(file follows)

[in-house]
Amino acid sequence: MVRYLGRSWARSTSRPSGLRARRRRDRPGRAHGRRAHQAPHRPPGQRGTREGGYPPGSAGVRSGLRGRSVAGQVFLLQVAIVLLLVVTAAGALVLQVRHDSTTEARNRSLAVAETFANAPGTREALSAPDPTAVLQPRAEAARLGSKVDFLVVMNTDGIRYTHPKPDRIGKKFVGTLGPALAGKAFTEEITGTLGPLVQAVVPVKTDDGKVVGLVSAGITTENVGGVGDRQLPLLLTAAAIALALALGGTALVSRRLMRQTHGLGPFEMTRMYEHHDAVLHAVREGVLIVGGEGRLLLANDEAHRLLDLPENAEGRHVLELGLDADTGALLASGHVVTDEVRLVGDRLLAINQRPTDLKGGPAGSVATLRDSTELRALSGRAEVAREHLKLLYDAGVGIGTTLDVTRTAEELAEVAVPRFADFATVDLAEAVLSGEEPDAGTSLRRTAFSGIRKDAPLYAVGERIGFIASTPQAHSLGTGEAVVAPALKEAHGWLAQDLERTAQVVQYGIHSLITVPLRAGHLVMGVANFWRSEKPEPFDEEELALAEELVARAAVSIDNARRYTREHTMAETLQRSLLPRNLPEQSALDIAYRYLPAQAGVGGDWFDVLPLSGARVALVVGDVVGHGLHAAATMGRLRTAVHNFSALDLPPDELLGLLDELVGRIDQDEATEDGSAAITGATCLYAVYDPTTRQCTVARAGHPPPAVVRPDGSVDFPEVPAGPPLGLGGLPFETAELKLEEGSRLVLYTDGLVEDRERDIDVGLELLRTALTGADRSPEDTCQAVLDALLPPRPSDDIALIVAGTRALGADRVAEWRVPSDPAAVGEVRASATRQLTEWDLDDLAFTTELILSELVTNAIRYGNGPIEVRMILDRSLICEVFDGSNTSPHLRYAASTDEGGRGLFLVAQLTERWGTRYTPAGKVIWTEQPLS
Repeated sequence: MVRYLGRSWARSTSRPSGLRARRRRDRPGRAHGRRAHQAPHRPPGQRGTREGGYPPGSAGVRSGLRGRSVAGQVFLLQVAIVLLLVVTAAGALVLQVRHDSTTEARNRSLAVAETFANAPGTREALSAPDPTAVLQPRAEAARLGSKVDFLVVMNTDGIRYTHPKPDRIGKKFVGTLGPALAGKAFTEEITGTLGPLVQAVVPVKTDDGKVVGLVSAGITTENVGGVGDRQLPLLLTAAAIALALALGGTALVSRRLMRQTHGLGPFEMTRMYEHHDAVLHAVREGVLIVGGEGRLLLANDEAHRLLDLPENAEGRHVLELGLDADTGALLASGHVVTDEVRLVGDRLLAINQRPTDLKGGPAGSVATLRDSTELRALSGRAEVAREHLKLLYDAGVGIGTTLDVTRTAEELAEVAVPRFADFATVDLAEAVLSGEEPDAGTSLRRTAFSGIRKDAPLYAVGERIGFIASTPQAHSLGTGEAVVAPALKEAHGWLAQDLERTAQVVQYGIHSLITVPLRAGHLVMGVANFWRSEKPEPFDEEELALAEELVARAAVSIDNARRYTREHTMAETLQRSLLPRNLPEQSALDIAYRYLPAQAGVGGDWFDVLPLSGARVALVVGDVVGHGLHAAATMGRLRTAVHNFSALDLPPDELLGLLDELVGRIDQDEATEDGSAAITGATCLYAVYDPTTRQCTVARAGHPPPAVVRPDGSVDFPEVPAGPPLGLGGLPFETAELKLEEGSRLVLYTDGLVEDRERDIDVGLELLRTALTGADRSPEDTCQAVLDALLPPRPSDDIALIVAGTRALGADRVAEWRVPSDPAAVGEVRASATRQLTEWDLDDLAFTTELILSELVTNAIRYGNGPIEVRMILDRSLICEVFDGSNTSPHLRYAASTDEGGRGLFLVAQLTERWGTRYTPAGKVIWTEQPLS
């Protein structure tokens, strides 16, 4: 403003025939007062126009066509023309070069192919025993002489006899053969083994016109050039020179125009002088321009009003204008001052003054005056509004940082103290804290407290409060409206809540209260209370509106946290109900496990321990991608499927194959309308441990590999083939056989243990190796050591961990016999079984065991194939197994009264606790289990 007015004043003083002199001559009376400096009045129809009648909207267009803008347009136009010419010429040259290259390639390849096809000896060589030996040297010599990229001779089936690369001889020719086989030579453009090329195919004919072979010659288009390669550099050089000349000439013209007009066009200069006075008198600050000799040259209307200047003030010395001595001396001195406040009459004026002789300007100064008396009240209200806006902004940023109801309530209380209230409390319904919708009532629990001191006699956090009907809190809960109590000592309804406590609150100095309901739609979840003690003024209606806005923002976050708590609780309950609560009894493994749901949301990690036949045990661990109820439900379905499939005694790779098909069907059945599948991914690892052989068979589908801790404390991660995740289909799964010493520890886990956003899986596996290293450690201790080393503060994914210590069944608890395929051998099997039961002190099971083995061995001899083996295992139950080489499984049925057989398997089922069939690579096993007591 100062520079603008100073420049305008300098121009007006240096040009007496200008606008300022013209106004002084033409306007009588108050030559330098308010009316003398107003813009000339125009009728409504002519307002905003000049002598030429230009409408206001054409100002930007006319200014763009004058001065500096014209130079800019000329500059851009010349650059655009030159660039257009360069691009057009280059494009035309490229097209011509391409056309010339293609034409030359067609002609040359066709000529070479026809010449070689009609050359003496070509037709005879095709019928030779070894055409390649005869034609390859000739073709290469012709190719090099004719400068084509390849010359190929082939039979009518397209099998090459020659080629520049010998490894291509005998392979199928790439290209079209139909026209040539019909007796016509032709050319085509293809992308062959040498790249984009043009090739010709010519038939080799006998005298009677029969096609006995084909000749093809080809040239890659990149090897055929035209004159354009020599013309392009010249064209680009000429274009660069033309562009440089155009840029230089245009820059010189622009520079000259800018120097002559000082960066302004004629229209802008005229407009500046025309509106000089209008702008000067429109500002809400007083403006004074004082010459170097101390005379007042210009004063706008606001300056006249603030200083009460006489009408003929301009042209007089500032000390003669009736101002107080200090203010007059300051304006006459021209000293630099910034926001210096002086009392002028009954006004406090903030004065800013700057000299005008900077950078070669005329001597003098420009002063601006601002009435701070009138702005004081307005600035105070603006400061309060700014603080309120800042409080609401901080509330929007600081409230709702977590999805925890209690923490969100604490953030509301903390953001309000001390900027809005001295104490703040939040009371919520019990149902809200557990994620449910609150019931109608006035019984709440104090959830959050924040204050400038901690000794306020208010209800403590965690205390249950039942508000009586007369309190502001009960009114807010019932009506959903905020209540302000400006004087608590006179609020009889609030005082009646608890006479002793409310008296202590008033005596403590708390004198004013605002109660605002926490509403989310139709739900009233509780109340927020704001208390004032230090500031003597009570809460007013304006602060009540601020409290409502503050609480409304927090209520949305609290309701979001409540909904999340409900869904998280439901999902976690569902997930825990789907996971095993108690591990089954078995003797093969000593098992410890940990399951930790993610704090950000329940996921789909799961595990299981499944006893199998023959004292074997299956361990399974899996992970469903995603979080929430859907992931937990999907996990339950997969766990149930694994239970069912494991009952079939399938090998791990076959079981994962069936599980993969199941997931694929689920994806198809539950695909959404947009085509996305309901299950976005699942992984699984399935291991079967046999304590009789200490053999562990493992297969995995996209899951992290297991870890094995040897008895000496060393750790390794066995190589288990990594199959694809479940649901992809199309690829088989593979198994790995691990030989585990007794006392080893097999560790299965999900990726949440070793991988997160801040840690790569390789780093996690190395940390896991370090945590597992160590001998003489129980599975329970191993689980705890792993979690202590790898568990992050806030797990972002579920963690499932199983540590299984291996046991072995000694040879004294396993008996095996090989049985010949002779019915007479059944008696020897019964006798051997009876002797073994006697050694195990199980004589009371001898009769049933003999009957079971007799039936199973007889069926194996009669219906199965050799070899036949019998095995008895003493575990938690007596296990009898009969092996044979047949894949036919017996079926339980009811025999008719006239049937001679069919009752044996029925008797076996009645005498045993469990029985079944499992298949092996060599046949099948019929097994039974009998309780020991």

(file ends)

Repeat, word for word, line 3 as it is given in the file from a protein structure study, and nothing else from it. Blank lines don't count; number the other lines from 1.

Repeated sequence: MVRYLGRSWARSTSRPSGLRARRRRDRPGRAHGRRAHQAPHRPPGQRGTREGGYPPGSAGVRSGLRGRSVAGQVFLLQVAIVLLLVVTAAGALVLQVRHDSTTEARNRSLAVAETFANAPGTREALSAPDPTAVLQPRAEAARLGSKVDFLVVMNTDGIRYTHPKPDRIGKKFVGTLGPALAGKAFTEEITGTLGPLVQAVVPVKTDDGKVVGLVSAGITTENVGGVGDRQLPLLLTAAAIALALALGGTALVSRRLMRQTHGLGPFEMTRMYEHHDAVLHAVREGVLIVGGEGRLLLANDEAHRLLDLPENAEGRHVLELGLDADTGALLASGHVVTDEVRLVGDRLLAINQRPTDLKGGPAGSVATLRDSTELRALSGRAEVAREHLKLLYDAGVGIGTTLDVTRTAEELAEVAVPRFADFATVDLAEAVLSGEEPDAGTSLRRTAFSGIRKDAPLYAVGERIGFIASTPQAHSLGTGEAVVAPALKEAHGWLAQDLERTAQVVQYGIHSLITVPLRAGHLVMGVANFWRSEKPEPFDEEELALAEELVARAAVSIDNARRYTREHTMAETLQRSLLPRNLPEQSALDIAYRYLPAQAGVGGDWFDVLPLSGARVALVVGDVVGHGLHAAATMGRLRTAVHNFSALDLPPDELLGLLDELVGRIDQDEATEDGSAAITGATCLYAVYDPTTRQCTVARAGHPPPAVVRPDGSVDFPEVPAGPPLGLGGLPFETAELKLEEGSRLVLYTDGLVEDRERDIDVGLELLRTALTGADRSPEDTCQAVLDALLPPRPSDDIALIVAGTRALGADRVAEWRVPSDPAAVGEVRASATRQLTEWDLDDLAFTTELILSELVTNAIRYGNGPIEVRMILDRSLICEVFDGSNTSPHLRYAASTDEGGRGLFLVAQLTERWGTRYTPAGKVIWTEQPLS